I was finally able to spend some time on the phone with dad and talk in more detail about how things went in Toronto.

Great Bloomfield story - My dad was given a blue health card from the Toronto Hospital. He signed all the papers, received the card, then made his way to another floor in the hospital. When he arrived on the appropriate floor, he was asked to show his blue card. He somehow managed to misplace it while travelling between floors. So - he filled out the paper work again to receive a new card just to find his original card almost immediately after receiving his new card. Boy - can I relate to that story.

As mentioned earlier, my dad qualifies for a liver transplant. However, there are still more physical tests he must pass before the transplant can take place. Best case scenario is a 2 month waiting period. Worst case - up to 3 years. But my dad was told that is very unlikely.

The biggest issue at the moment is an ear/nose/throat infection he seems to have caught. As long as he is sick with this infection, they will not book the transplant. He needs to be in good health for the transplant.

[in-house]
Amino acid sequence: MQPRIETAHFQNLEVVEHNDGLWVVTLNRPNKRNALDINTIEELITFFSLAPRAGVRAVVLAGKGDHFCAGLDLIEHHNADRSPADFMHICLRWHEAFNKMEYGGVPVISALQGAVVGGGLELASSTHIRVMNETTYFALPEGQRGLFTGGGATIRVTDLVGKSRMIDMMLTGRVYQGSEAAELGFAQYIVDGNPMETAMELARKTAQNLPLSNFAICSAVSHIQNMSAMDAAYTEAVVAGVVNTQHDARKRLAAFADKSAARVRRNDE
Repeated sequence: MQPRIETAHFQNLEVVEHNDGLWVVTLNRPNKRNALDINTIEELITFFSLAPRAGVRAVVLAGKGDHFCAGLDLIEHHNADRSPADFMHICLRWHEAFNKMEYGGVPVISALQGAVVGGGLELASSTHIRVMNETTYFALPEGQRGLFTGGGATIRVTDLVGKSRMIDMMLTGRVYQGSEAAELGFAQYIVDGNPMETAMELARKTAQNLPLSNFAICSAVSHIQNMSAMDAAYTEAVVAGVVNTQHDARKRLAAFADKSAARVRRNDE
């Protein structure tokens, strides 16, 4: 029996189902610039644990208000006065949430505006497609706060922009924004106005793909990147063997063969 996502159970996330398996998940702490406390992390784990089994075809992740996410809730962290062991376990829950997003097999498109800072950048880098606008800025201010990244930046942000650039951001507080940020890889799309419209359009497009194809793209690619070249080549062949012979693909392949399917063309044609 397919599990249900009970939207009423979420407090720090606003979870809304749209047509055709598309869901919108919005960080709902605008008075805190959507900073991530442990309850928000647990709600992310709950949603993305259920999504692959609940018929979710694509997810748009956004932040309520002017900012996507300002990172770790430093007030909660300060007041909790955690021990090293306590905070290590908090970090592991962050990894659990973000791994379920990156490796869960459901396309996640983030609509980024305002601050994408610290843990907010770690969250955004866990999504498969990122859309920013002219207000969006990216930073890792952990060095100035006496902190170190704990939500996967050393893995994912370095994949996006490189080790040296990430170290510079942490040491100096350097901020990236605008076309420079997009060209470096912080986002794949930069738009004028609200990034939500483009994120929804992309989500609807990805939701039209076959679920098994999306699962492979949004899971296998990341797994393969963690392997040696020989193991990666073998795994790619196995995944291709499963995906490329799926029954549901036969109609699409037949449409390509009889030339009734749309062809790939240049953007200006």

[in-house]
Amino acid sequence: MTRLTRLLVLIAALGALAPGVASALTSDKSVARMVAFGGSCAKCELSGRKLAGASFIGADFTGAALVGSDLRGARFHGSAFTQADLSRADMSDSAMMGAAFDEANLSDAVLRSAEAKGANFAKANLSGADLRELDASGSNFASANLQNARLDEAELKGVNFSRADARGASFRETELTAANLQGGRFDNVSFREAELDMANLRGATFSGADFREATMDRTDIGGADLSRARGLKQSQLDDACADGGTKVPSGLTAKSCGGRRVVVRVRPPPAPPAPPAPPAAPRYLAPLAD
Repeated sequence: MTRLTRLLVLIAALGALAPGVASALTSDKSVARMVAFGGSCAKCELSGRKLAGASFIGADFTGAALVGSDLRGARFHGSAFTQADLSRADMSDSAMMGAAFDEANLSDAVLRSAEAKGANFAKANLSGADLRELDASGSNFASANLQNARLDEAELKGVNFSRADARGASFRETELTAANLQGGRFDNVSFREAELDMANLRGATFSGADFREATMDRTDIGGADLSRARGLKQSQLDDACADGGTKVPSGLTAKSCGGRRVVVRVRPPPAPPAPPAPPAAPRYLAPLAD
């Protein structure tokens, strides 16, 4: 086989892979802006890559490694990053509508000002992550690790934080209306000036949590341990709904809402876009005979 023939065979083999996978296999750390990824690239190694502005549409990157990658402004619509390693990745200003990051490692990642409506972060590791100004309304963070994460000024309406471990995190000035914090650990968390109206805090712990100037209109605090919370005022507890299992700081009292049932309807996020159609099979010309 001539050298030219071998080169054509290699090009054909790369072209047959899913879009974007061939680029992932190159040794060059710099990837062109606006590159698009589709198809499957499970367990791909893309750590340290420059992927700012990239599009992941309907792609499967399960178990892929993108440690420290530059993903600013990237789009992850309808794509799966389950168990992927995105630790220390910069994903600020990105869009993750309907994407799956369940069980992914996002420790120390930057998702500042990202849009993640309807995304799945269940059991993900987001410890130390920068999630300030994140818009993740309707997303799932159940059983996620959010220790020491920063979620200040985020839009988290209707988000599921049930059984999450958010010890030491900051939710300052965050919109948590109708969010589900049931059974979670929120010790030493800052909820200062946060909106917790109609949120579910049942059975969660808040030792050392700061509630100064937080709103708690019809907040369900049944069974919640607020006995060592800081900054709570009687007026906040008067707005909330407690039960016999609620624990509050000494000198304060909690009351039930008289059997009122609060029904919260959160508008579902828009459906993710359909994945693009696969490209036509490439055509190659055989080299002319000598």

In summary, my dad will remain in Ottawa with bi-weekly visits to the Toronto hospital for observation and tests. The final transplant date is yet to be booked and is dependant on the test results.

In the mean time, my dad is chillin' at home. He's asked me to pick up some DVD's and drop them off to him. I suppose he'll be watching lots of TV during this waiting period.

For those interested, I've posted links on the left for more info on the liver transplant unit at the Toronto Hospital including an animation of the transplant. Not going to lie - I wish I hadn't watched the animation. It's not graphic - just makes me queezy.

Wednesday, August 13, 2008

You've never tried beer?